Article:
Spell Bound (#3 Hex Hall) Book Review Pic 02 by Casey Carlisle.jpgOur protagonist Sophie was her usual sarcastic self, and I LOL’d many times at her witty one liners, though you get a sense of her beginning to put the humour-masking-fear reaction aside by the end of the novel, showing some of the growth her character is moving through. I did feel that some aspects of her story were rushed, and it felt like we jumped around a bit – location wise and narrative wise. Yes, the story was broken into three parts, but ‘Spell bound’ didn’t have the cohesion its predecessors had.

Cal felt a bit more like a prop in this story… he slowly blended into the background, as did Jenna, Sophie’s vampire best friend. But I can’t fault Hawkins – there was so much going on and the plot blasts forward so quickly that having these two more prominent in the narrative would have been detrimental to the story. The four of them (five if you count Elodie the ghost) formed the best little Scooby gang. I enjoyed this series more than I did the Rebel Belle trilogy.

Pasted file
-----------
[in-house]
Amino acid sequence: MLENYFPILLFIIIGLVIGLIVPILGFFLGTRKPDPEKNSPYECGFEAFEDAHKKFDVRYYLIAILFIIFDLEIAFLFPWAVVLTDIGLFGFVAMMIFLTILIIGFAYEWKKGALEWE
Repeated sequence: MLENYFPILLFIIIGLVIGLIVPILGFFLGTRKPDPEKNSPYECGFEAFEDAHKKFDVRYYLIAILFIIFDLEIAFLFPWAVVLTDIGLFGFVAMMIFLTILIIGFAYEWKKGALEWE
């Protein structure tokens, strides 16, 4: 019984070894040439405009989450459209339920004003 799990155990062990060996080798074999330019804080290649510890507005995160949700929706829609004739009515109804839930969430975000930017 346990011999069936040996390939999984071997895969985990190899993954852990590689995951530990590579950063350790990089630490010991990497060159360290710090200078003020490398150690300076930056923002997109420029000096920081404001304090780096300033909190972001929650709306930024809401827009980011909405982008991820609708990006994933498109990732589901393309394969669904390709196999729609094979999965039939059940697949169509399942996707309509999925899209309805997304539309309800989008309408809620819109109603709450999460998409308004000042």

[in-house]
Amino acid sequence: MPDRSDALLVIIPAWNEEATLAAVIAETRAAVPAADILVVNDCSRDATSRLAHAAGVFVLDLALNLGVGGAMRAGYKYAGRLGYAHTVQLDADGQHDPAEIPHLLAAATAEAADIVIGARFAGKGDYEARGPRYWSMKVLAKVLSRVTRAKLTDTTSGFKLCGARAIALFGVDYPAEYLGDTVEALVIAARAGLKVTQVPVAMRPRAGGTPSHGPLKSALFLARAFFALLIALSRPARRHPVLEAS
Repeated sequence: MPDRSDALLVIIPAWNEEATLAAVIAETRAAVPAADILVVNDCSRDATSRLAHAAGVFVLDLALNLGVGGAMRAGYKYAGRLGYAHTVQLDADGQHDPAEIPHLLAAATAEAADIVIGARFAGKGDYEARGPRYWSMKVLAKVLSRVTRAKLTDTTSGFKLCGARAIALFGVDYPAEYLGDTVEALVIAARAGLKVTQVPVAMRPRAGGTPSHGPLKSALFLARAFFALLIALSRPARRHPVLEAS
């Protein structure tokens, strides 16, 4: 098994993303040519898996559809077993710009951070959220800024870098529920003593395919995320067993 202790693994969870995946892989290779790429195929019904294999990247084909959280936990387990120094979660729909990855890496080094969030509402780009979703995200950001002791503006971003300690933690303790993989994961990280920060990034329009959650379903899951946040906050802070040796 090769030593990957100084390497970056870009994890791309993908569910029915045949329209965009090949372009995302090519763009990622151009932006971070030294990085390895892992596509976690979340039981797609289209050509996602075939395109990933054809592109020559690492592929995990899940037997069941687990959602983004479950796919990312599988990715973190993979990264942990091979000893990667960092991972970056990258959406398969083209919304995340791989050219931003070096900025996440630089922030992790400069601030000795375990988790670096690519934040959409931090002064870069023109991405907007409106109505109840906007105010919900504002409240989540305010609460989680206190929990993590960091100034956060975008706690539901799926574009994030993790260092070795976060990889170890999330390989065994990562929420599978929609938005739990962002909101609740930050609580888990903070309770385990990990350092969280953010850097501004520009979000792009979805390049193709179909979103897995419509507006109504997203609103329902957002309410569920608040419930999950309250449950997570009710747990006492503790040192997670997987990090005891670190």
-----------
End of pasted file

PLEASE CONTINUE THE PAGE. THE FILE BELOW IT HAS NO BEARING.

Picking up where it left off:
We get all the answers to the mysteries, and then some. Snippets of backstories are brought to light in a very organic way. But there is still some elements of the mythology that are left floating in the ether, but on the whole this novel wrapped up the trilogy nicely. There is a companion novel, ‘School Spirits,’ which I am definitely going to purchase next. I’m interested in Izzy’s story and hopefully get some more exploration on the Council and Prodigium’s history in the Hex Hall Universe.

I was really impressed with Hawkins writing style, the quips, the description, the pacing. It felt compact, relevant and full of pop culture. I’m kinda wishing this was a longer series because I fell in love with all the characters so much. Maybe Hawkins will revisit Hex Hall again with another great adventure for our misshapen band of teen heroes?